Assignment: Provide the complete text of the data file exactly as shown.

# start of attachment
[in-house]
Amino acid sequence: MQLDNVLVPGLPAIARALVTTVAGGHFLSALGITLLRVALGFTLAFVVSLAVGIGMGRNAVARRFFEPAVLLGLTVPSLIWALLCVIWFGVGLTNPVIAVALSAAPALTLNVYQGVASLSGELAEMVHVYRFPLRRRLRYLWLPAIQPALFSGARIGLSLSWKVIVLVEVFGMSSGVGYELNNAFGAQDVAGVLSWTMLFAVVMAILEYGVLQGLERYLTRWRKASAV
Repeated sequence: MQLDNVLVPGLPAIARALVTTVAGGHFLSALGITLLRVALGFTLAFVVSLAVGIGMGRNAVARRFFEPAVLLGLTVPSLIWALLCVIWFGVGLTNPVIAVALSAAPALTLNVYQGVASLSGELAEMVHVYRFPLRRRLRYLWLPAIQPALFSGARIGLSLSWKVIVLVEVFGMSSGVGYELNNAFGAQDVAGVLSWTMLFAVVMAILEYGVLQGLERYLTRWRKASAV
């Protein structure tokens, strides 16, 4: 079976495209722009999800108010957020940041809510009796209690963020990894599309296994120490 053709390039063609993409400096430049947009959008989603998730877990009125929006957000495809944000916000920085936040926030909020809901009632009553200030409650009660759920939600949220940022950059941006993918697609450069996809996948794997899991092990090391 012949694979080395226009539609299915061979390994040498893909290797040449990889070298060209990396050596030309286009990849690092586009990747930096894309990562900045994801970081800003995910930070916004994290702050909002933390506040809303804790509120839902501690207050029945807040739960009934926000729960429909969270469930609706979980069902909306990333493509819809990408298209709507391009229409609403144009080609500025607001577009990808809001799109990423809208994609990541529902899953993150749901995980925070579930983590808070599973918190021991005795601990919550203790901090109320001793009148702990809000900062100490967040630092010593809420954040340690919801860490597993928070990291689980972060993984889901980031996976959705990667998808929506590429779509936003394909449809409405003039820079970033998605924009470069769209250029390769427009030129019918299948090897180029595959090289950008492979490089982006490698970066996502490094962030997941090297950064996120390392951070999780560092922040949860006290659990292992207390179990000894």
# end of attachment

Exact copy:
[in-house]
Amino acid sequence: MQLDNVLVPGLPAIARALVTTVAGGHFLSALGITLLRVALGFTLAFVVSLAVGIGMGRNAVARRFFEPAVLLGLTVPSLIWALLCVIWFGVGLTNPVIAVALSAAPALTLNVYQGVASLSGELAEMVHVYRFPLRRRLRYLWLPAIQPALFSGARIGLSLSWKVIVLVEVFGMSSGVGYELNNAFGAQDVAGVLSWTMLFAVVMAILEYGVLQGLERYLTRWRKASAV
Repeated sequence: MQLDNVLVPGLPAIARALVTTVAGGHFLSALGITLLRVALGFTLAFVVSLAVGIGMGRNAVARRFFEPAVLLGLTVPSLIWALLCVIWFGVGLTNPVIAVALSAAPALTLNVYQGVASLSGELAEMVHVYRFPLRRRLRYLWLPAIQPALFSGARIGLSLSWKVIVLVEVFGMSSGVGYELNNAFGAQDVAGVLSWTMLFAVVMAILEYGVLQGLERYLTRWRKASAV
């Protein structure tokens, strides 16, 4: 079976495209722009999800108010957020940041809510009796209690963020990894599309296994120490 053709390039063609993409400096430049947009959008989603998730877990009125929006957000495809944000916000920085936040926030909020809901009632009553200030409650009660759920939600949220940022950059941006993918697609450069996809996948794997899991092990090391 012949694979080395226009539609299915061979390994040498893909290797040449990889070298060209990396050596030309286009990849690092586009990747930096894309990562900045994801970081800003995910930070916004994290702050909002933390506040809303804790509120839902501690207050029945807040739960009934926000729960429909969270469930609706979980069902909306990333493509819809990408298209709507391009229409609403144009080609500025607001577009990808809001799109990423809208994609990541529902899953993150749901995980925070579930983590808070599973918190021991005795601990919550203790901090109320001793009148702990809000900062100490967040630092010593809420954040340690919801860490597993928070990291689980972060993984889901980031996976959705990667998808929506590429779509936003394909449809409405003039820079970033998605924009470069769209250029390769427009030129019918299948090897180029595959090289950008492979490089982006490698970066996502490094962030997941090297950064996120390392951070999780560092922040949860006290659990292992207390179990000894």